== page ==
Niche: it’s not them, it’s us.
I saw this phrase in a book a while ago, and it stuck with me.
Think about it. How do companies usually describe their target market?
Here are some typical phrases:
“They are women ages 24-35, married or in a relationship.”
“Our target market is senior citizens.”
“Our customers own their home. They live in the city.”
“They have two or more children.”
“They care about their appearance.”
“They go out at least twice a week.”
Notice anything? It’s them, them, them.
Yeah, alright. There are those people out there indeed. Heck, you might be one of them. Or I might.
But do any of those descriptions make you feel as part of a group? Or, better still, make you want to belong?
No, me neither.
Any time I read those stereotypical descriptions of niches – especially those I’m supposed to be a part of – the only emotion it brings out is frustration, or even anger at being pigeonholed.
And it’s even worse when I have to take those descriptions as a starting point for a creative campaign. There is nothing real to start from. There is no insight into the personalities and preferences of these people, no emotion to build upon. Just statistics, cold and empty and meaningless.
(This is why I never start with the traditional creative brief, but rather with a question and answer session, which usually lets me discover the more personal, unique qualities that I am looking for.)
Us, people. Us, not them. It’s so much easier that way.
The only way you can truly understand your customer is if you are on the same wavelength.
The best chance of getting there? Starting with shared values, interests, and concerns.
The best way to connect with your best customer is to be your best customer.
You know stuff that goes viral? Often, it has one thing in common: the creator is so enthusiastic about it, so unabashedly proud, that it’s irresistible. And contagious.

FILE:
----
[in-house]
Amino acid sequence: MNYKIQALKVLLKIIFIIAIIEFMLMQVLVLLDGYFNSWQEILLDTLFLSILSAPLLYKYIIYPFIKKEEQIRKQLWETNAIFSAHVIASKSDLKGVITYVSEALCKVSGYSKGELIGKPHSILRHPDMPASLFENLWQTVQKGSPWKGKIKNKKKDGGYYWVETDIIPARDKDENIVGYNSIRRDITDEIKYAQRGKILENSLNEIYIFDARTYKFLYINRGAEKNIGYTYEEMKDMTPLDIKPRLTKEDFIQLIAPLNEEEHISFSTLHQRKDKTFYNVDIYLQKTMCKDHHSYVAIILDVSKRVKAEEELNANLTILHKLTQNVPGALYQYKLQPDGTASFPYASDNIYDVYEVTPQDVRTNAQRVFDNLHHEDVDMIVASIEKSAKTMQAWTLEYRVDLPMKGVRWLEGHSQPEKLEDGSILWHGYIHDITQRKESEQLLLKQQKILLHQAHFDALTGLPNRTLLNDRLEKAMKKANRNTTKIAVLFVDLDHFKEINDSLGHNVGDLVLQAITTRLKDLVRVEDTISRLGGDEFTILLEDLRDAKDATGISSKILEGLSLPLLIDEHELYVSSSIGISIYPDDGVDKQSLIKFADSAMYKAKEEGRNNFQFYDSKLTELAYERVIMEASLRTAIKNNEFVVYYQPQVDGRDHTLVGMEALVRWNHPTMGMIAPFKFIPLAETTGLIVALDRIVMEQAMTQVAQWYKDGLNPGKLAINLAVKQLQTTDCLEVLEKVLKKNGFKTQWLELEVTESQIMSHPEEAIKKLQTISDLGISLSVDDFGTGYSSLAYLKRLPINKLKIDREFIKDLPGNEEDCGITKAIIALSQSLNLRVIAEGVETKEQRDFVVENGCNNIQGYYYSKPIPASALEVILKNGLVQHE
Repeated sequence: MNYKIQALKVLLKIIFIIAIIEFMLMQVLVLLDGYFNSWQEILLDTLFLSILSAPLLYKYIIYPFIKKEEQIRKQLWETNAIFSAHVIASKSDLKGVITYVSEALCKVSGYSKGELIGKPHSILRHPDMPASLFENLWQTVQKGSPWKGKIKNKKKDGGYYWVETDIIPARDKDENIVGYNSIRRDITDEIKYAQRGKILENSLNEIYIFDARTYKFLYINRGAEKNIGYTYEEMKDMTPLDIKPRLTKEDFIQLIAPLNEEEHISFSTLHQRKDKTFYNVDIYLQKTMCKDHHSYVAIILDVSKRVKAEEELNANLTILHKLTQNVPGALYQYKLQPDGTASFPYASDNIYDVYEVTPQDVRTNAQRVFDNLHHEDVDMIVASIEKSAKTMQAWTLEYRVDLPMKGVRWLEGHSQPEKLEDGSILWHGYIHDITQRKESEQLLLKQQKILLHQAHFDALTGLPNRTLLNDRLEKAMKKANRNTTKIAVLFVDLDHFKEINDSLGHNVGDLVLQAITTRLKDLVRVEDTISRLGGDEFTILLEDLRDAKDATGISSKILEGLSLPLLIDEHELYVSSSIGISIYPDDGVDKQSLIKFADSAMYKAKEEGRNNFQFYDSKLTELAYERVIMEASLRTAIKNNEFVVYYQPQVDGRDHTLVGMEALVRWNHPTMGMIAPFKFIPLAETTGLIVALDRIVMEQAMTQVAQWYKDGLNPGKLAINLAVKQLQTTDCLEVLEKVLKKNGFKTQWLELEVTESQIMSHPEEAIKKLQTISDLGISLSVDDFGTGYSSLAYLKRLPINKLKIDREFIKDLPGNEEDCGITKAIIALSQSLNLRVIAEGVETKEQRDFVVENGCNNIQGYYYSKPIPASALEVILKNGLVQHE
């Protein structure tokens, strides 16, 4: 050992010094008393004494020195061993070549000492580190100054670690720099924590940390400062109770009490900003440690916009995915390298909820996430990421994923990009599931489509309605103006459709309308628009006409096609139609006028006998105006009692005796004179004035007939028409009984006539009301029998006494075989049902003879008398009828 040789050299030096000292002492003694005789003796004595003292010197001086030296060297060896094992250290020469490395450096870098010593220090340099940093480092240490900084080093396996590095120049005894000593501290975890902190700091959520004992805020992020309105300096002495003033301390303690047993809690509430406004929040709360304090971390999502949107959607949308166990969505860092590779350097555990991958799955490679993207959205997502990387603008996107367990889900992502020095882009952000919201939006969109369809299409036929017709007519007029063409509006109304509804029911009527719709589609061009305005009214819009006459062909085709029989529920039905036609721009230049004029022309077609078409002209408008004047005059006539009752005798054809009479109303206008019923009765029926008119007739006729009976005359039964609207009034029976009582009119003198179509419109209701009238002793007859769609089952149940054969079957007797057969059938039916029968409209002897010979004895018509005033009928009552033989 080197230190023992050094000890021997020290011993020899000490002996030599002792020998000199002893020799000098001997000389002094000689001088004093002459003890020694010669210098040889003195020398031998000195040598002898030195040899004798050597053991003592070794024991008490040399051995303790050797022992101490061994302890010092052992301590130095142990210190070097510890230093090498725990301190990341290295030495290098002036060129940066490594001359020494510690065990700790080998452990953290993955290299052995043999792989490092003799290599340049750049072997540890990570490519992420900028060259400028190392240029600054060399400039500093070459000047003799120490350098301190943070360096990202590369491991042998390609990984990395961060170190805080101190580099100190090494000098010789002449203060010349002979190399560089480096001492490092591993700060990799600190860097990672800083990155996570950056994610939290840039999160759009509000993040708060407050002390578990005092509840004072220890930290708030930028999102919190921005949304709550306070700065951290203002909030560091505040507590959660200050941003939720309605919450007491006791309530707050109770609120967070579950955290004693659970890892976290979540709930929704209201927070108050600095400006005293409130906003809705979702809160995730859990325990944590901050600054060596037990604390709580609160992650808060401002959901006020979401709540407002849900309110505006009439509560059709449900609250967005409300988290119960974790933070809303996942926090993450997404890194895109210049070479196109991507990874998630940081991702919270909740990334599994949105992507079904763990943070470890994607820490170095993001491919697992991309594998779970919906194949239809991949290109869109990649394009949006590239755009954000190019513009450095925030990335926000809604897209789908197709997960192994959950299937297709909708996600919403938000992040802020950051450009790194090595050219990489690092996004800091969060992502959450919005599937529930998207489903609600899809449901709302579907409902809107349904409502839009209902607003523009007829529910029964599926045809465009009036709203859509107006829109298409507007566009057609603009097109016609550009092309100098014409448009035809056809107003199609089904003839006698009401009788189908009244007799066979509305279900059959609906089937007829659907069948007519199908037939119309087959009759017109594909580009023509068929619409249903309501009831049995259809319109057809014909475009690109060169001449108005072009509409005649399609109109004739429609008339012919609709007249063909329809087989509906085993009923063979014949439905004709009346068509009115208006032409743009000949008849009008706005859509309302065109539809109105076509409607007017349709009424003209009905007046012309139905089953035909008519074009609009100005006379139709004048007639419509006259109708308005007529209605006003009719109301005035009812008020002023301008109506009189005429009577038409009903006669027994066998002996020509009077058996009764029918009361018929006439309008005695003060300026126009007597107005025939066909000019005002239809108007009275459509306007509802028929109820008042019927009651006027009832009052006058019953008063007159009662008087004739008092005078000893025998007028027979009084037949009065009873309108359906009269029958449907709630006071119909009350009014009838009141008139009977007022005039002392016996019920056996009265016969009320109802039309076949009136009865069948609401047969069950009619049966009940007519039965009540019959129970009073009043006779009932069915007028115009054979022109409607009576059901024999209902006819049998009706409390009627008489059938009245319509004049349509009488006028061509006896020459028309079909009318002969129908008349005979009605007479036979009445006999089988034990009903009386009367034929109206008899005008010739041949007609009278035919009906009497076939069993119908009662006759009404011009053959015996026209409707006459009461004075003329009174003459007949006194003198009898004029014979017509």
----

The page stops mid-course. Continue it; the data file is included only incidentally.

He is the first trendsetter. And others pick it up.
If your product or service truly solves a problem that has been nagging at you for some time, it becomes so much easier to brag about it. (And yes, that’s why we often feel icky about marketing. It’s essentially bragging, and we grow up thinking that bragging is bad. But telling people about something that you love is different. It’s no longer selfish. You have to share because you know it will help them, inspire them, give them something that they will absolutely love.)
I often hear that big companies have it easy when it comes to target market research. They can invest in fancy studies, focus groups and pre-launch tests. They have all the details and variables laid out in a spreadsheet and can predict exactly what will happen.
As someone who has worked with both big and small companies, I have seen this in action, and let me tell you that all of that research doesn’t help nearly as much as you would think.
Successful product launches are most often the result of someone’s excellent instincts – both in big and small companies.
And how can you ensure that your instincts about a certain group/niche/target market are right on the money? By being a part of it.
So if your communication with your target market feels stale and isn’t showing much response, rather than changing your approach and trying to appeal over your competitors (which almost inevitably leads to cutting prices, making no profits, and eventual burnout), try changing your niche.
I am not saying you have to be the expert on whatever interest brings together your niche. You just have to share that interest, or passion, or concern, and understand the common questions and problems from experience. From this position, offering an effective solution that hasn’t been done to death becomes a no-brainer.